The Australian Open, the final: Novak Djokovic vs. Dominic Thiem

Dominic Thiem

Is Dominic Thiem ready to dance, finally? It is possible, because the Austrian has played substantially better over the past two years. However, the big test now is to take out Novak Djokovic in the Australian Open final. The Serbian has won it seven times, incredibly consistent and oh-so powerful. Mentally, when he is locked in, he can nail his first and second serves, he can smashed his backhand crosscourt, and now when he rushes to the net, he can drop it down and softly put it away. 

However, starting in August, Djokovic began to be frustrated and irritable. He was O.K. but not fantastic. Djokovic can rush it, from the baseline, and yank it wide. Then, he would yell at himself, and here and there, he would throw his racket.

Thiem can get frustrated, too. The 26-year-old has never won a Grand Slam yet. He was somewhat close, in the final at Roland Garros, twice, and Rafa Nadal pounded him. But this week, Thiem kept his head up, and slowly, he smacked his one-hander backhand, and his heavy forehand, deep and true. Plus, he can really run. It took him a long time to be more efficient and creative. He will say in front of everyone that when he is totally on, he can beat anyone.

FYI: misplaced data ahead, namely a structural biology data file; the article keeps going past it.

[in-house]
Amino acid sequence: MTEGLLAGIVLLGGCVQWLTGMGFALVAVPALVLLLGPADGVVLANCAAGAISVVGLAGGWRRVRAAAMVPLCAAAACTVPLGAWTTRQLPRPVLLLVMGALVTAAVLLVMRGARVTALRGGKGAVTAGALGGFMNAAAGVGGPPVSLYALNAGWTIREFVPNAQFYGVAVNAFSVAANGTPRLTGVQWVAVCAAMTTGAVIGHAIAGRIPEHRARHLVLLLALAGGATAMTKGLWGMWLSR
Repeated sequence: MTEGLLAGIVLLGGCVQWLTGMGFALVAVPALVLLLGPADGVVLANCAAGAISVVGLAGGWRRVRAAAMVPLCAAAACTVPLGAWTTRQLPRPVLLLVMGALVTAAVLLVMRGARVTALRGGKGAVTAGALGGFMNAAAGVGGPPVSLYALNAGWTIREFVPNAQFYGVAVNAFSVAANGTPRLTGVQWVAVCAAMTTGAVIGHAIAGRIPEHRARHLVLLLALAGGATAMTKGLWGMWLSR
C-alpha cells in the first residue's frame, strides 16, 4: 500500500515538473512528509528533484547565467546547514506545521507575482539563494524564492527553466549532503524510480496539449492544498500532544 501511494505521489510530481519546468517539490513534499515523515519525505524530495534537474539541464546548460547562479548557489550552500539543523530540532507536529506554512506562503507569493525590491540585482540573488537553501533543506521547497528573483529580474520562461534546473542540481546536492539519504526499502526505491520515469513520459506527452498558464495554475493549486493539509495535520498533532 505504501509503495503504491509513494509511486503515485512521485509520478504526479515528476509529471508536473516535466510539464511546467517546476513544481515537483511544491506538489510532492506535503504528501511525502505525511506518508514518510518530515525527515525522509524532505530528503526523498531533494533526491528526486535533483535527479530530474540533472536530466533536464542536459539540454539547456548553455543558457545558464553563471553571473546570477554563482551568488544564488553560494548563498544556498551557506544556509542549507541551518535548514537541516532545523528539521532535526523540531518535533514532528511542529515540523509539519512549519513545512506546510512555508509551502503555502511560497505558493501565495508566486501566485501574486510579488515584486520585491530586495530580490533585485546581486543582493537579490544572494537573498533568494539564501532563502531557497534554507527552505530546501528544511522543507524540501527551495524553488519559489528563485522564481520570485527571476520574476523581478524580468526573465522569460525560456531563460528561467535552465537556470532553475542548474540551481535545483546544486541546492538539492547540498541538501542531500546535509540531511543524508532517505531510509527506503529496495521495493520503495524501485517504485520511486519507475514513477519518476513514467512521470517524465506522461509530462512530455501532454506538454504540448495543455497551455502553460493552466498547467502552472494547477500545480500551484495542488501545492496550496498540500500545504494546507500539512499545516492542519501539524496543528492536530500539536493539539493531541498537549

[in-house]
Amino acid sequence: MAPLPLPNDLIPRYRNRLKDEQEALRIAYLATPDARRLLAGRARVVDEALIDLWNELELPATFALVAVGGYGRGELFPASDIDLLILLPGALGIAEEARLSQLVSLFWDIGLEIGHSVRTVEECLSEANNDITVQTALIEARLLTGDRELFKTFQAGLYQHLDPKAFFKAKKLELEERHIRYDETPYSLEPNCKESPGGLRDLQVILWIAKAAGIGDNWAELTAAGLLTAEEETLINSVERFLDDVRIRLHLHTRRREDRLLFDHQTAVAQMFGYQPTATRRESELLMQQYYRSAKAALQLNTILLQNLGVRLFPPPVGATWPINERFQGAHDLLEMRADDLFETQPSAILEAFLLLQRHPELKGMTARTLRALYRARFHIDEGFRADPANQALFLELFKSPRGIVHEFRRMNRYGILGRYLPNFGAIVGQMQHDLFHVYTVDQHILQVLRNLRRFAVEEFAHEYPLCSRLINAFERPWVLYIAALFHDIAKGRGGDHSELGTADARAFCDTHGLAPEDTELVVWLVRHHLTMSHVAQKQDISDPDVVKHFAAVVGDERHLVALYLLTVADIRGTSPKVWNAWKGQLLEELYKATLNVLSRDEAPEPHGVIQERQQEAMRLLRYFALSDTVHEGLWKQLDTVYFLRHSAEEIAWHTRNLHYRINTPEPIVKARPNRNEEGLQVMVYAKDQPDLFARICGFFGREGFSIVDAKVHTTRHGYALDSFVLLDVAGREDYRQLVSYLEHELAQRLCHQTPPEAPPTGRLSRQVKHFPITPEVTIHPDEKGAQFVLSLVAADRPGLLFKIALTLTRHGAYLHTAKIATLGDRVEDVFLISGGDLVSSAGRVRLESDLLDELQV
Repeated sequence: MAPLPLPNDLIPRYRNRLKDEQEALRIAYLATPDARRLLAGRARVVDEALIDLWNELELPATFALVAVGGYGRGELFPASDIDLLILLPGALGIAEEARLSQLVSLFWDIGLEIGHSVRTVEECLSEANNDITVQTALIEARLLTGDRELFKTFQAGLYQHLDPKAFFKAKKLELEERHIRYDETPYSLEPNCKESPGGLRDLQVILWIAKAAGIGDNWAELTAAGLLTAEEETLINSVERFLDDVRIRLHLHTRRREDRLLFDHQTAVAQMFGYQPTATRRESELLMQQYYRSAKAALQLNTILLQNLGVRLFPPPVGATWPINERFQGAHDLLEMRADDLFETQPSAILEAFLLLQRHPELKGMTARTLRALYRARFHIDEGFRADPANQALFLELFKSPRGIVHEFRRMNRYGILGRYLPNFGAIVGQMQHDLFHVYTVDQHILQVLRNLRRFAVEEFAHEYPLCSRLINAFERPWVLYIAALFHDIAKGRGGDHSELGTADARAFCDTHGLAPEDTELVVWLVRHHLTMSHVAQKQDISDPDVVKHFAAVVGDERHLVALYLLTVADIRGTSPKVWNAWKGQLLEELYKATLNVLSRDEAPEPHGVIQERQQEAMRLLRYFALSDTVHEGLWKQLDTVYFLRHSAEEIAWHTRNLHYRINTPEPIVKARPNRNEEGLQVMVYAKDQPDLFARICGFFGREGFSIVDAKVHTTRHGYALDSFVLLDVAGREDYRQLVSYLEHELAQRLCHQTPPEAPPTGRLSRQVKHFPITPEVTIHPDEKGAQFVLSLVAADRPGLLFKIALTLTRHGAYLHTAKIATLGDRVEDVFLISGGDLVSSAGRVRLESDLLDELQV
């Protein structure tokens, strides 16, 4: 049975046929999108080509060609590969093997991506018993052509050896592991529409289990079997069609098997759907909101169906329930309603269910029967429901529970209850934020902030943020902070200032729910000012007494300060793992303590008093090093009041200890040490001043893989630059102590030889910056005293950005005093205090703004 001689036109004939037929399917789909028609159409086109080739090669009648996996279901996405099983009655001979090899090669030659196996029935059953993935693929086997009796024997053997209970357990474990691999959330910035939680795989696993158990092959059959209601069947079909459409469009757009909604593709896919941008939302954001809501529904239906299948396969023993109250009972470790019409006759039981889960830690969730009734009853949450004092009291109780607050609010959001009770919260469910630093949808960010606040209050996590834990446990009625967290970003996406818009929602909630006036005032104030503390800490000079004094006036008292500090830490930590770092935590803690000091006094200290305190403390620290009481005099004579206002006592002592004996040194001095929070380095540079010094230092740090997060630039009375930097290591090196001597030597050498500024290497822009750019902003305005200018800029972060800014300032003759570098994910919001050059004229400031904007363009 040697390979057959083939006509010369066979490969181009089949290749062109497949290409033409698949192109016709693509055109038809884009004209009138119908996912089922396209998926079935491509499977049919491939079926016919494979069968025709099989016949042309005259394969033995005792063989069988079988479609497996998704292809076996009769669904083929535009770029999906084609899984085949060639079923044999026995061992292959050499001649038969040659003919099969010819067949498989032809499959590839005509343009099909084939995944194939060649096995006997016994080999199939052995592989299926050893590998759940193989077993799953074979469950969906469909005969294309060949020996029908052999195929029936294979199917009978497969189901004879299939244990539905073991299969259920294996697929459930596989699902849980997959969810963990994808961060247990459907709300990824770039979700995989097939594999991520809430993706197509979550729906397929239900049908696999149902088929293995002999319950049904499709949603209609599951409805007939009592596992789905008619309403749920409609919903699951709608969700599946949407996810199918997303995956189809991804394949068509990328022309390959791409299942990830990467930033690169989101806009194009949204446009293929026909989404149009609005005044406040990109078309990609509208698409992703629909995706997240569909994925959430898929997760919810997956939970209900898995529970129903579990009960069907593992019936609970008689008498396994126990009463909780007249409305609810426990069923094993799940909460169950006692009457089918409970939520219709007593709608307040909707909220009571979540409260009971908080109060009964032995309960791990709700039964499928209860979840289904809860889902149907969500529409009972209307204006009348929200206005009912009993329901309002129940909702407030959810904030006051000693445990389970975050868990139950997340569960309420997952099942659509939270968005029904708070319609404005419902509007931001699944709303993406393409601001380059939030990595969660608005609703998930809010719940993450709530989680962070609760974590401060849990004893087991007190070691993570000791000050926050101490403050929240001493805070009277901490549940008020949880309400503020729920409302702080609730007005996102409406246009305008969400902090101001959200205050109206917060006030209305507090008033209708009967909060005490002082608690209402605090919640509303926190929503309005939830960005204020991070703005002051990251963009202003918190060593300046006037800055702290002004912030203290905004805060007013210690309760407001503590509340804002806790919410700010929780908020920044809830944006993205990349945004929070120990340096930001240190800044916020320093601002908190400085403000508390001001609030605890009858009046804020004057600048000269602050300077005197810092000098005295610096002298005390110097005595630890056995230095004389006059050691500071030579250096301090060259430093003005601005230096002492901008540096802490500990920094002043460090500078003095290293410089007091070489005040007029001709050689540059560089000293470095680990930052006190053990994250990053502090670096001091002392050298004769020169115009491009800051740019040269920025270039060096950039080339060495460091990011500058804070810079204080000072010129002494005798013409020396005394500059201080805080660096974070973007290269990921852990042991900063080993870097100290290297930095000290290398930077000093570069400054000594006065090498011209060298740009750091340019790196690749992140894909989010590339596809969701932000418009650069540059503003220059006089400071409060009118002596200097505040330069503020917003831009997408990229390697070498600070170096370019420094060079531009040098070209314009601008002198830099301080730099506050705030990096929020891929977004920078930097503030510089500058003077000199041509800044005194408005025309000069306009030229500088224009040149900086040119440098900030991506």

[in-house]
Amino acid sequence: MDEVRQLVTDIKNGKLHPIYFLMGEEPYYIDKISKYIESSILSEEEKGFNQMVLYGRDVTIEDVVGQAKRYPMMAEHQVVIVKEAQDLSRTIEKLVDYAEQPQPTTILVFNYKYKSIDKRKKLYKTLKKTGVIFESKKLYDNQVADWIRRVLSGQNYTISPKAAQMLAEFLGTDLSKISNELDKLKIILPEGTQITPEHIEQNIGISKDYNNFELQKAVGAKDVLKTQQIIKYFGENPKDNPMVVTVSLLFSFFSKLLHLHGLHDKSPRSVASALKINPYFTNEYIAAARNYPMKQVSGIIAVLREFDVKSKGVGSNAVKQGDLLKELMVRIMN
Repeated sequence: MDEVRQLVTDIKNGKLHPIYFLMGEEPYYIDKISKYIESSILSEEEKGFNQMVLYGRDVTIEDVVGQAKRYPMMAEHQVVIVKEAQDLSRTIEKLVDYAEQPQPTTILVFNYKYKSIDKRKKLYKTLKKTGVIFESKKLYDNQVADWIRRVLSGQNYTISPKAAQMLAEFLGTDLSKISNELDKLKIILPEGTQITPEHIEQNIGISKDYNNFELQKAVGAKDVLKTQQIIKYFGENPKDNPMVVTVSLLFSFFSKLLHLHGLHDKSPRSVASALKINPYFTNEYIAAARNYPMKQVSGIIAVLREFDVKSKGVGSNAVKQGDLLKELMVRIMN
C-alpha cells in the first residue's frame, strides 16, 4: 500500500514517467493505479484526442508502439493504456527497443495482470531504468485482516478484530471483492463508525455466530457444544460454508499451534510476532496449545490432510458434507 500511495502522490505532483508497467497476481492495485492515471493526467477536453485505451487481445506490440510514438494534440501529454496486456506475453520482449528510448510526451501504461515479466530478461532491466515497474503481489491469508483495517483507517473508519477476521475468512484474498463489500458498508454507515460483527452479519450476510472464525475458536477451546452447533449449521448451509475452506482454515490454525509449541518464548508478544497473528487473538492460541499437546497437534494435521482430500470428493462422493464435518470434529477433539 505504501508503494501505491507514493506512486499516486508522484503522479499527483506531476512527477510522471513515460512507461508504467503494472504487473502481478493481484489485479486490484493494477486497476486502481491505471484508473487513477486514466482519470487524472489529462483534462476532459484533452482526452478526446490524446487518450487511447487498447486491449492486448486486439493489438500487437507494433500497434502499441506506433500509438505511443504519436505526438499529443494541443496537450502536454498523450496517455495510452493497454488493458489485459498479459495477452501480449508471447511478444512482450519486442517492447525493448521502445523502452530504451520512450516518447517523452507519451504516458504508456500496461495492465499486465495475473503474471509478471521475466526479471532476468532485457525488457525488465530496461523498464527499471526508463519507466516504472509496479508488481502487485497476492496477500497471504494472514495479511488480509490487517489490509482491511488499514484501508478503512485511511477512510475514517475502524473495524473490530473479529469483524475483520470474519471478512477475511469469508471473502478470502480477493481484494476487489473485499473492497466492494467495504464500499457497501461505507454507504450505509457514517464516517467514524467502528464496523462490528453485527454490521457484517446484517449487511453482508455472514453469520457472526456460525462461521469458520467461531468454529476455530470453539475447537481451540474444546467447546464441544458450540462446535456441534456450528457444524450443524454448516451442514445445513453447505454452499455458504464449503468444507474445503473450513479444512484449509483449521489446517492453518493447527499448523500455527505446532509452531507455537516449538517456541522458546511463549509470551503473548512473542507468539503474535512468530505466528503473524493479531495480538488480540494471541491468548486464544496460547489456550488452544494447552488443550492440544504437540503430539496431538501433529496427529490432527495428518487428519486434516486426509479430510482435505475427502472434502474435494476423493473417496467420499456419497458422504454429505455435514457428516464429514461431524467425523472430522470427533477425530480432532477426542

Here is reality: Thiem has beaten Djokovic four times, while the Serbian won it six times. That is pretty close, because they have played against each other on clay — which Thiem loves — and on the hard courts, Djokovic can rise up at the heavens, quickly. 

Djokovic beat the famous Roger Federer in straight sets in the semis, somewhat easily, not only because the Swiss was injured, but because the Serbian was on top it. He has beaten him many times. When Djokovic is confident, he really believes that he can out-stroke him.

If he wins, Djokovic will have 17 Grand Slams. Before he retired, he could have at least 20 majors. He has a solid four more years to be healthy to win a lot of titles. He wants to, and he has said that, frequently.

But Thiem kept raising his game during the past two weeks. He won’t be nervous, because he has been there enough now at the all-important Slams. He wants to walk on court, start playing, and find out how he can push Djokovic into the wall. And over it. 

Yes, Mr. Novak is the favorite, but Thiem is finally locked in. He will win it in the fifth set, so tight, and kissing the lines. A winner.

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